As to the TEFRA lien, the SJC found that the plain language of M.G.L. c. 118E, § 31(d) and the policy considerations underlying the statutory framework dictated that a TEFRA lien in Massachusetts dissolves automatically upon the Medicaid recipient’s death. Writing for the unanimous court, Justice Dalila Argaez Wendlandt makes clear that “Unlike the Medicaid Act, under which a State agency’s authority to enforce a … lien can be triggered ‘upon sale’ of the encumbered property regardless of whether that sale occurs before or after the member’s death, in Massachusetts, the Legislature has narrowed MassHealth’s enforcement authority… Specifically, under the plain language of M.G.L. c. 118E, § 31(d), MassHealth’s authority to enforce the lien arises ‘during the [member’s] lifetime’ if the encumbered property ‘is sold.’” The Justice further noted that “A construction that would allow MassHealth to enforce a TEFRA lien after a [MassHealth] member’s death would expand the estate against which MassHealth could recover beyond the probate estate… and would be at odds with the legislative decision to limit estate recovery to the probate estate.”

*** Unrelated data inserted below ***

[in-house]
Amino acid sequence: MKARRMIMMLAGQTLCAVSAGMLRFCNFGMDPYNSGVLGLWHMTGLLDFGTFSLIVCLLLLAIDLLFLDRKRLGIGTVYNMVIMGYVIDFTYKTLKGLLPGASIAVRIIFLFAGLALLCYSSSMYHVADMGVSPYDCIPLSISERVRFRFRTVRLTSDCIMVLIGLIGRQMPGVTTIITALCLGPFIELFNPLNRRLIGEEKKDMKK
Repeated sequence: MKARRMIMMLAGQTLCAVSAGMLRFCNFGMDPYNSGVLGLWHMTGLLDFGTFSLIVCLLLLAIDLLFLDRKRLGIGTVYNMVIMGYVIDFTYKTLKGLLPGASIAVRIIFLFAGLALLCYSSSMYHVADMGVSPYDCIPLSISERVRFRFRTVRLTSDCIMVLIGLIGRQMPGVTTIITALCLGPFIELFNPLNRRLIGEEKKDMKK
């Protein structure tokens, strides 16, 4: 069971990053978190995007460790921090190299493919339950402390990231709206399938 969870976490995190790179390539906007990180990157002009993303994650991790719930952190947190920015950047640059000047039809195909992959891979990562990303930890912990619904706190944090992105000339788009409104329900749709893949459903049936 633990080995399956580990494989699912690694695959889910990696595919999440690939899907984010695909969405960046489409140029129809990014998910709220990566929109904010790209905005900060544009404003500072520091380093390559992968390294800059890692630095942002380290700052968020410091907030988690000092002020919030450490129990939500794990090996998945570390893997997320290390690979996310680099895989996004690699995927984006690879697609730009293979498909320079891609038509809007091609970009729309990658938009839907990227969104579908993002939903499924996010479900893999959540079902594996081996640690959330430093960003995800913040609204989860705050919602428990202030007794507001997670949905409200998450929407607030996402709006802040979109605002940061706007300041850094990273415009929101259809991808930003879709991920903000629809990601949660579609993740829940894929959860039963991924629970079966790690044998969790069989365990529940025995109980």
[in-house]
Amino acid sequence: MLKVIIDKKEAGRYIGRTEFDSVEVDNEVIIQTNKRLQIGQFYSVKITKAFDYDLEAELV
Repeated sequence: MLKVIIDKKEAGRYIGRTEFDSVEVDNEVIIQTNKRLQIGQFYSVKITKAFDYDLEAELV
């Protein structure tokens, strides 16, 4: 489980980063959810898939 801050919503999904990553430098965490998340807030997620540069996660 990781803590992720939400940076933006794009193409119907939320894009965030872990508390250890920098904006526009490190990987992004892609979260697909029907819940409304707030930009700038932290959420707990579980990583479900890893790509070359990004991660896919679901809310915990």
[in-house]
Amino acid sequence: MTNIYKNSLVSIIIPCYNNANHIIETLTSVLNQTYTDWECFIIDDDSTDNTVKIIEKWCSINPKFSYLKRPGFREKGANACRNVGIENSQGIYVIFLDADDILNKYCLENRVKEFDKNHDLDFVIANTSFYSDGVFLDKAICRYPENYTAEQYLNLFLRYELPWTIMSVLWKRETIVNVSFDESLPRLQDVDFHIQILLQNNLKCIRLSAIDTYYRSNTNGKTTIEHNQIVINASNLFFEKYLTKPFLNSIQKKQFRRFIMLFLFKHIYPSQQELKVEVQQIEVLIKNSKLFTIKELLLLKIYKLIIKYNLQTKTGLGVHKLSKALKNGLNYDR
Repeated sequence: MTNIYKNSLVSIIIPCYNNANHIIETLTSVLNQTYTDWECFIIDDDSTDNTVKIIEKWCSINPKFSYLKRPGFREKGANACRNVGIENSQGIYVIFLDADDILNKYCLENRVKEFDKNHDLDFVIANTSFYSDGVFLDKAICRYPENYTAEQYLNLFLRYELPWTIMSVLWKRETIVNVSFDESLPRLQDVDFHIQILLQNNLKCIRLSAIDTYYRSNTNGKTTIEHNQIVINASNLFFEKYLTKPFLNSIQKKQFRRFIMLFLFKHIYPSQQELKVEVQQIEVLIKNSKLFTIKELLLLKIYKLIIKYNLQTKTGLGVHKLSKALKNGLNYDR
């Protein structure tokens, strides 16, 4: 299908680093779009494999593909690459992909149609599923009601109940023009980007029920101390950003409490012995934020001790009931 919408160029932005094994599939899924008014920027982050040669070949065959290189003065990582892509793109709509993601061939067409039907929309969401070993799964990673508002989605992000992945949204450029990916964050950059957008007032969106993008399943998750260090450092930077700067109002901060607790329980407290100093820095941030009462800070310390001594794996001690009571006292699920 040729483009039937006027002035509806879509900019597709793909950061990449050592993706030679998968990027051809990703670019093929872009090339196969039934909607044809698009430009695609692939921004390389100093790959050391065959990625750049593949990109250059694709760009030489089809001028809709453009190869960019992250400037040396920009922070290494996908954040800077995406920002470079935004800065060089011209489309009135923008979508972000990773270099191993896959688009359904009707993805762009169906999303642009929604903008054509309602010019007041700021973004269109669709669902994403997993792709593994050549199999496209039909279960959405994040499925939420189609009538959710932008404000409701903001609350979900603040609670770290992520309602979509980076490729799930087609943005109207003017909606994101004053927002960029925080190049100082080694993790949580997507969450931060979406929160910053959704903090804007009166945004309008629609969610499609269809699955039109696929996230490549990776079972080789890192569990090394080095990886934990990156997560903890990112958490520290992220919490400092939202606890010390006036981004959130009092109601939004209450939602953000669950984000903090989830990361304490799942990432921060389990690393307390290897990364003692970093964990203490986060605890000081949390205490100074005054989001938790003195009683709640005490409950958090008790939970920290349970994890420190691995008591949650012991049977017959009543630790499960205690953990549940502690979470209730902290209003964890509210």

However, the second issue of whether the three-year limitations period provided in M.G.L. c. 190B, § 3-108 applies retroactively to bar MassHealth’s claim against the estate of a decedent who died before the effective date of the Massachusetts Uniform Probate Code, where probate was commenced more than three years after that effective date, the SJC reversed the lower court’s dismissal of MassHealth’s claim for recoupment against the estate. Most importantly, the SJC concluded that the three-year statute of limitations provided in the MUPC, which went into effect after Mason’s death, did not apply to extinguish MassHealth’s claim against her estate. In other words, the three-year statute of limitations applied prospectively to estates arising only from post-MUPC deaths. As for Mason’s estate, which arose from a pre-MUPC death, the Court noted that “under the statute in effect when Mason died, MassHealth has fifty years from the date of Mason's death -- a period of time that had commenced to run prior to the MUPC's effective date -- to press its claim.”
The SJC’s rulings on both issues brings much needed clarity to the enforceability of TEFRA liens in Massachusetts and the question of applicable time limits for MassHealth’s assertion of claims against the estate of a member whose date of death occurred before the effective date of the MUPC.
In the Matter of the Estate of Frances R. Mason (SJC-13439, December 13, 2023)